Photo by Carlos Muza
If you’d like to hear more from Tonya and me, we had an awfully good time on the Mac Admins podcast, hosted by Tom Bridge, Charles Edge, and Marcus Ransom, in the 17 December 2018 episode, “Screw Your Shoes with Adam and Tonya Engst.” And yes, we’ll explain the podcast title, talk about how a squirrel ate our Internet connection, and admit that we’re racked with guilt about Internet advertising. As you’d probably expect, we also talk a lot about Internet technical publishing. Give it a listen—it’s a ton of fun.
While you’re at the Mac Admins site, if you’re a serious geek, and especially if you’re an Apple admin, I also encourage you to check out the 12 December 2018 episode, “The One with Apple.” That’s because the hosts pulled off a major coup in booking Apple’s Jeremy Butcher (Enterprise Product Marketing) and Doug Brooks (Mac Hardware Product Marketing) as guests and getting official approval from Apple to release the episode afterward. It’s unusual for Apple employees to speak in public—often when I’ve seen Apple presentations at conferences, they’re given on the condition that nothing said may be quoted publicly.
Much of the conversation won’t be of interest (or perhaps even understandable) to the average Mac user, but I thought two bits were generally notable. First was a nice summary of what the T2 chip does in modern Macs, which breaks down to security and integration. On the security side, the T2 enables Secure Boot, includes the Secure Enclave that stores private data locally, and makes Touch ID possible on the MacBook Pro and MacBook Air.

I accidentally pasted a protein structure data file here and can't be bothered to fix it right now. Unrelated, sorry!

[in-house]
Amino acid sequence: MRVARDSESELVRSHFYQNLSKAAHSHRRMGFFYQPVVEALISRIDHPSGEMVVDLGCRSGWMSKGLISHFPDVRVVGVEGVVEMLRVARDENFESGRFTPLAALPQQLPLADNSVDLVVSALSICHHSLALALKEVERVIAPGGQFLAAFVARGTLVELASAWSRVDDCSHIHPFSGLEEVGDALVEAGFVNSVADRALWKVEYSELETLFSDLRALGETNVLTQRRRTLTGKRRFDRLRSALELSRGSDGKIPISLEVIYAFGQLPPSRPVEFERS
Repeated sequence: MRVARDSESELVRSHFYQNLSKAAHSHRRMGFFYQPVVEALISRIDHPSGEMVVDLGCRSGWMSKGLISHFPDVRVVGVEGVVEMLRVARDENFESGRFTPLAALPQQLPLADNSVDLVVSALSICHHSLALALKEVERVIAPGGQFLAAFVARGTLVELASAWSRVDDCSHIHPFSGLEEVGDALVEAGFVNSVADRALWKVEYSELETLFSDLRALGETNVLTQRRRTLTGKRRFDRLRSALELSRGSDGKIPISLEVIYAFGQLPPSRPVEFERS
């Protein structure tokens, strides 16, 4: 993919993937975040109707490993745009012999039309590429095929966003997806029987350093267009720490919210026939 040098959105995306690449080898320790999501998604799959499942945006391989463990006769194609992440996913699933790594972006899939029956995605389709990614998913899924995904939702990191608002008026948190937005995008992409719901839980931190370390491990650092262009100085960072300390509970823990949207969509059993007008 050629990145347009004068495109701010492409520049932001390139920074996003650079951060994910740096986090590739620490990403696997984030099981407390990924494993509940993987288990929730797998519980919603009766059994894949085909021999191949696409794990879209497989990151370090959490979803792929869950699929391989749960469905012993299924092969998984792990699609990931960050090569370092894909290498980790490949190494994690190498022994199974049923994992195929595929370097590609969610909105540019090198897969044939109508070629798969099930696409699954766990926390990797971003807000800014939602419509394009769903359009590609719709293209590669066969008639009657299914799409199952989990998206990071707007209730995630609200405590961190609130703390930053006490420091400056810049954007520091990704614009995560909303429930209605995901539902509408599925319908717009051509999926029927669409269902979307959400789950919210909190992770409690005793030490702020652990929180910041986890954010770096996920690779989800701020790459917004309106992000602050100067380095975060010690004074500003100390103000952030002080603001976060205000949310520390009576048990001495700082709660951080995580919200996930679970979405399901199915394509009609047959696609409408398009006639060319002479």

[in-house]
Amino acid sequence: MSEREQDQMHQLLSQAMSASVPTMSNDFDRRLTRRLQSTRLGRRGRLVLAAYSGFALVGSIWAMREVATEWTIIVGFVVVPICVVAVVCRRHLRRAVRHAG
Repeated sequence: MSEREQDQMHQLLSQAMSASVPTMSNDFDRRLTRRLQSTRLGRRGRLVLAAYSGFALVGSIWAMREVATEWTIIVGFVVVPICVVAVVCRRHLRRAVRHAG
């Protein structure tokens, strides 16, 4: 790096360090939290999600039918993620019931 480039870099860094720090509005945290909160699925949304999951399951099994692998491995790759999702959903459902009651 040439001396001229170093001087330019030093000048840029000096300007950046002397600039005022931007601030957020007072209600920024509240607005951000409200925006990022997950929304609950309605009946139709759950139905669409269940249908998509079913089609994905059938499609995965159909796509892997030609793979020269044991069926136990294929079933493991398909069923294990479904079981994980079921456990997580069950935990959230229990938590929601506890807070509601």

On the integration side of things, I hadn’t realized the level to which the T2 takes over from previously discrete logic board components, such as the System Management Controller, the audio controller, the camera’s image signal processor, and the SSD controller. Security and integration also meet in one interesting spot—apparently, the T2 physically disconnects the microphone on the MacBook Air when the lid is closed to ensure that it can’t be used to spy on you.
Second, in response to a direct question from Charles Edge about whether Apple product managers and developers are looking at online forums, the Apple guys said, “We are huge consumers of customer feedback and developer feedback. We might not always participate, but we are eager to listen and so we’ve got folks paying attention to all that stuff.… We listen voraciously.” I wonder how true that is outside of the enterprise world, but it’s good to hear that at least some parts of Apple are paying attention to what users say online.
Finally, I was impressed to hear that the Mac Admins hosts switched to Group FaceTime in honor of their Apple guests, and it reportedly worked well. That hadn’t been our experience in previous tests for TidBITS group calls, so we’ll have to give it another try.